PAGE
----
Space: (not) the final frontier?

Bonus article for you today, my friends. Check out Dwayne A. Day’s recent offering for the Space Review:

http://www.thespacereview.com/article/2516/1#idc-cover

Long story short: The thesis is that recent sci-fi movies, particularly <i>Gravity</i>, have portrayed space as a scary, dangerous place rather than full of opportunity. In the author’s view, they emphasize that humans should take care of Earth first and foremost, but they also imply we’d be better off staying on it rather than expanding to the stars.

The commentary on the article is very good, better than usual IMO. You can see some interesting arguments for and against Mr. Day’s argument. My 2 cents:

First, if you’d excuse me for riding one of my hobby horses, the portrayal of “space and spaceflight as not part of our future” can go back all the way to the late 70s and early 80s, depending on where you look. In Gundam 0079, for instance, space is portrayed as *very* dangerous, with the villains dropping space colonies on Earth to wipe out half the human race. The evolved humans which arise from living in space, called “Newtypes,” are continually used for war rather than the advancement of peace. Now, of course, most of my friends would say that Gundam certainly doesn’t have an anti-space colonization message, which is quite true. If you’d argue that, however, you’d have to also argue the same for Wall-E and Elysium, two other movies Day asserts have subtly anti-space messages. If anything, those two are probably *more* positive about space than Gundam, lacking big wars and colony drops :p

Secondly, as one of my brothers on /m/ pointed out, “its kind of hard to romanticize space while trying to depict it more accurately, space is terrifying.” Now that we’ve been sending astronauts up there for decades, we have a better idea of how unrelentingly hostile space is. Our bones and immune systems weaken in microgravity, massive amounts of radiation gets tossed at us constantly, and so on, and so forth. All this wasn’t as apparent when guys like Gerard O’Neill and Bob Zubrin were writing, so it’s only reasonable that they’d have a more optimistic view of space habitation than we do today–especially when compared to a film like <i>Gravity</i>, which tries to be as scientifically realistic as possible, which means displaying every one of the dangers we’d see in space.

EDIT: According to one of my friends, Mordanicus, Gerard O’Neill was aware of these dangers and wrote about how to deflect them in <i>The High Frontier</i>. I really gotta read that book sometime! I’ll amend what I said above, and say instead when we focus on scientific fidelity, we also have to focus on how dangerous space is. “Soft” sci-fi like Star Trek can get away with a more optimistic view of space, but very hard sci-fi, like Gravity, has to show us how many things can go very wrong very quickly in an approximately contemporary space environment.

Still, these aren’t grave corrections to Day’s piece–just some little extra thoughts I had. I very much agree with some of his other points, most notably space colonization’s PR problems. He’s absolutely right to point out that most of space’s advocates (with some exceptions, perhaps) tend to be white libertarian engineers. Not exactly a representative cross-section of the population; you need to get more types of people onboard if you want space colonization to take off. He’s also correct in noting spacers really need to come up with positive representations of their ideas in media. If there are all these “anti-space” movies out there, pro-space folks need to make their own equivalents, market them to a broad audience, and also stop arguing with each other over petty stuff and dividing themselves into faction. Unity, good feelings, and all that stuff. 😀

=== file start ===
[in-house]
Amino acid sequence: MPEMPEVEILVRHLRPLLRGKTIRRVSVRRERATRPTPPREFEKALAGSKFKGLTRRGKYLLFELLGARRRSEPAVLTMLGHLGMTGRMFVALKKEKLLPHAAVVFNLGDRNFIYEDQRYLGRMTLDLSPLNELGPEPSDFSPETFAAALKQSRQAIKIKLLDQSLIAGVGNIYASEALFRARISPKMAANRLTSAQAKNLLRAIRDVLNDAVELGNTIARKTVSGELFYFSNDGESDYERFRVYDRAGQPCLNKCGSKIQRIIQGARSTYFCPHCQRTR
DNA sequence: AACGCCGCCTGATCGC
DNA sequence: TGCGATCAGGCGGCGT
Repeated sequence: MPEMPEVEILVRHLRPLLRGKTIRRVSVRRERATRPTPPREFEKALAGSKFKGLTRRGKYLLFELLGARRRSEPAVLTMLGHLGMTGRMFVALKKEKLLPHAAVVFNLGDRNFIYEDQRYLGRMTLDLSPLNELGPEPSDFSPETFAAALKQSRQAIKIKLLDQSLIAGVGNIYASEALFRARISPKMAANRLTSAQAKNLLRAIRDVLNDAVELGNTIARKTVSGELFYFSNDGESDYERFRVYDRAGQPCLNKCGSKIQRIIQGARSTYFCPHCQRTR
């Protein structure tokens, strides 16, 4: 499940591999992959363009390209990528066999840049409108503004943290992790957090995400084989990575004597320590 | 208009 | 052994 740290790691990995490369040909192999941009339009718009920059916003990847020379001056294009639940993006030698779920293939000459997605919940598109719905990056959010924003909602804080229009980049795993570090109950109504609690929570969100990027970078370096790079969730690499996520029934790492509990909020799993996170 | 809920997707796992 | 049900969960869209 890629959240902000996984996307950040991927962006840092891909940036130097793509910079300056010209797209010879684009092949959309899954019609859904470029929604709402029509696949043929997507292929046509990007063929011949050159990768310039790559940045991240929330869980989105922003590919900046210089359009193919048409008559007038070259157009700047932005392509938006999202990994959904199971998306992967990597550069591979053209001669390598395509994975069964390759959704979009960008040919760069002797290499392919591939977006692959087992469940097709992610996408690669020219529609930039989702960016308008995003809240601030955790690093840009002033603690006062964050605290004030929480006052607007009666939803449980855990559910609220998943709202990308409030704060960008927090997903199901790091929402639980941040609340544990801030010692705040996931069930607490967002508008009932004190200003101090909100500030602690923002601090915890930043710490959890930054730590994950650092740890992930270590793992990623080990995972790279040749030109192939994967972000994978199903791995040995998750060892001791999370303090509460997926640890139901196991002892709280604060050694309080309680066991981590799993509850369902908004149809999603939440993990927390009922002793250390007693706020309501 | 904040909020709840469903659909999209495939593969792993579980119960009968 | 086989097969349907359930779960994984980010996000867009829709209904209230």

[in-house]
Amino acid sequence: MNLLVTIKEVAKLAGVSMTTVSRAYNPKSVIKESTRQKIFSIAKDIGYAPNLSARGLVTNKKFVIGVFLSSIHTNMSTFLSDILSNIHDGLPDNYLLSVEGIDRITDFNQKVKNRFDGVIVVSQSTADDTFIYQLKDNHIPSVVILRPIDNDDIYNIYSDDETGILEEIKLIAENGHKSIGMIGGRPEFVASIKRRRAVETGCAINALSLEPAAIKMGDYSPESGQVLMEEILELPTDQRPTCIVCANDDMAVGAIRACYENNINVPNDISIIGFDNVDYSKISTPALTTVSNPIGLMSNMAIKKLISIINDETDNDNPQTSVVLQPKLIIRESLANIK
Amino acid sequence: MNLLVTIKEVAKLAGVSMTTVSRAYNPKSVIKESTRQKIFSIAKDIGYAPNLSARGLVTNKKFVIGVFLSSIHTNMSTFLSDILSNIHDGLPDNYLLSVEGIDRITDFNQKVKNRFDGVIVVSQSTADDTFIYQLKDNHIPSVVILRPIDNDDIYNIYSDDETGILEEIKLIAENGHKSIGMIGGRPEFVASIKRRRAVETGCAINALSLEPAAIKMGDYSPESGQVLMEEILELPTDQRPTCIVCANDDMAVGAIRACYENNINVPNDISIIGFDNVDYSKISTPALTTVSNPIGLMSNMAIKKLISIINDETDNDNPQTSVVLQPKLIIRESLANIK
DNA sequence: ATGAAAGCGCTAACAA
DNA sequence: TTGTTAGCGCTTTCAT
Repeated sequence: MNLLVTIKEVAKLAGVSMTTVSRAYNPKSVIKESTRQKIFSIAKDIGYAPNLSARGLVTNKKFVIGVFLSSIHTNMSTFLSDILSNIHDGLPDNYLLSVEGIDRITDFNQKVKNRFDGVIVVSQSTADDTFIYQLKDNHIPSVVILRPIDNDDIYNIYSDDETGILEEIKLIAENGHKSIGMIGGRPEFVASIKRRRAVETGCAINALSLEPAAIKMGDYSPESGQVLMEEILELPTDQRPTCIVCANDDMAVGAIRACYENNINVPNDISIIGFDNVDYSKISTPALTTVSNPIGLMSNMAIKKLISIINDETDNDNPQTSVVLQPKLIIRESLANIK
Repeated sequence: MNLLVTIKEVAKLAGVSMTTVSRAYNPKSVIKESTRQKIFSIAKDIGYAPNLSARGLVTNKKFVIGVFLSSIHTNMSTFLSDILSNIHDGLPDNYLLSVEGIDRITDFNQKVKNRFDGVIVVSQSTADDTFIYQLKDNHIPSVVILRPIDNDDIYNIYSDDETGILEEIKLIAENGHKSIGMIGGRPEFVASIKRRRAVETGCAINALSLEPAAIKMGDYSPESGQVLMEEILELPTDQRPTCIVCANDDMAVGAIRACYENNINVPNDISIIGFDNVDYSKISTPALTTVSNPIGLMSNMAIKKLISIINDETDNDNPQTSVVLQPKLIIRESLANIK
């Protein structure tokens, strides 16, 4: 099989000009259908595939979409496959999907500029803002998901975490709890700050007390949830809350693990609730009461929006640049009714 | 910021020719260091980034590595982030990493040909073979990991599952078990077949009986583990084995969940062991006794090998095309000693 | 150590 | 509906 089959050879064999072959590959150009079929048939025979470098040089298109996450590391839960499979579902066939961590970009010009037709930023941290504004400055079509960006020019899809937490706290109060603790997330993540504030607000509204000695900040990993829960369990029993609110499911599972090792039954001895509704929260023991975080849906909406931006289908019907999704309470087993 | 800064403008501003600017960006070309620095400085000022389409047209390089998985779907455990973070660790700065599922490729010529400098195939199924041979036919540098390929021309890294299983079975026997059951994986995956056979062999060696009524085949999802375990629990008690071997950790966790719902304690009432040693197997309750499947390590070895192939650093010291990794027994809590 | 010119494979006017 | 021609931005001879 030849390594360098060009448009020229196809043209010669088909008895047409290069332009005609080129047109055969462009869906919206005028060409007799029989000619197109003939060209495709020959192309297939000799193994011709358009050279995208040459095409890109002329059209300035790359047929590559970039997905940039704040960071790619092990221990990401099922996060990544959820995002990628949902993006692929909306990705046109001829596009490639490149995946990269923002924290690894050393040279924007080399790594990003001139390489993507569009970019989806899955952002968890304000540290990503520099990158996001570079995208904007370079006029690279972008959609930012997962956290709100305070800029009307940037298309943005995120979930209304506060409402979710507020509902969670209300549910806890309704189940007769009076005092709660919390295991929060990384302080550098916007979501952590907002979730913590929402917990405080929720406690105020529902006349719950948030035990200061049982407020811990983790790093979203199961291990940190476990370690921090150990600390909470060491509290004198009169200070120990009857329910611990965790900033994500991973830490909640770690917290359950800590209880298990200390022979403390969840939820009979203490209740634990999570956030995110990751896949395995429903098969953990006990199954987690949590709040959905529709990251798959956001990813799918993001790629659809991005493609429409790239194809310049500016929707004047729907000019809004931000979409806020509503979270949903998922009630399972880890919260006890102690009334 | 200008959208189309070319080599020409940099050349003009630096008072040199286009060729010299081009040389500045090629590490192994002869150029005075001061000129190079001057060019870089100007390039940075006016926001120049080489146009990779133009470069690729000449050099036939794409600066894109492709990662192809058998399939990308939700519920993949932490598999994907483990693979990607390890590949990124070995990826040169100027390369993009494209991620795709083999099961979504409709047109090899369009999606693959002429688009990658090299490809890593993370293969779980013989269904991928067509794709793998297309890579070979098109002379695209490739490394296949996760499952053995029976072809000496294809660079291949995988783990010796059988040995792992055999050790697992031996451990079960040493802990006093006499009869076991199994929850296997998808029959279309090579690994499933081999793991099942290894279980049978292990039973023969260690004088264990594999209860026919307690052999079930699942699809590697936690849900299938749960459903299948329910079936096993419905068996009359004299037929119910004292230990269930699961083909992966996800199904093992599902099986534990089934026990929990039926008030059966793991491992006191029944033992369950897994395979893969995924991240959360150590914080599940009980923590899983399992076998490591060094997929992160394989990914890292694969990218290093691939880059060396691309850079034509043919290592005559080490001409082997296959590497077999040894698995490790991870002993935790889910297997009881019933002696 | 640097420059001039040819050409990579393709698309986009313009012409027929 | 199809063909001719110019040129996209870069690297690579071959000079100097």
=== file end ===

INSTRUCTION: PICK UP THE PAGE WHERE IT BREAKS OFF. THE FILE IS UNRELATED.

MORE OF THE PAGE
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2 comments

  1. >>Our bones and immune systems weaken in microgravity, massive amounts of radiation gets tossed at us constantly, and so on, and so forth. All this wasn’t as apparent when guys like Gerard O’Neill

    In The High Frontier (1976) O’Neill was well aware of dangers of radiation (he spends several pages on counter measures). Further his main argument was the use of rotating orbital settlements in which gravity was substituted by centrifugal force, just because he worried about the health risks posed by microgravity on the Moon or Mars.

    >>He’s absolutely right to point out that most of space’s advocates (with some exceptions, perhaps) tend to be white libertarian engineers.

    I’m not sure whether most space advocates are genuine libertarians, but it’s my impression that many in the space movement lack any consistent view of what society should look like. Vague notions of freedom don’t really count as a coherent view on society. My approach is first to discuss several social reforms I would want to introduce, and then advance space colonization as a means to realize these goals.

    >>He’s also correct in noting spacers really need to come up with positive representations of their ideas in media. If there are all these “anti-space” movies out there, pro-space folks need to make their own equivalent

    Absolutely. Though it’s my impression that most anti-space propaganda is actually based on fear and on conservative attitudes.

  2. Hey, thanks for dropping by, I thought you’d like this 😀

    O’Neill was well aware of dangers of radiation

    Oooh, he was? I’ll edit my post, then, I really need to read High Frontier when I get the chance.

    Anyways, yeah, your suggestions for space colonization seem reasonable. Better to find a set of social issues that could be solved through a space settlement, whatever those issues may be, than to advocate for space colonization through appealing but vague ideals like “freedom” and such.

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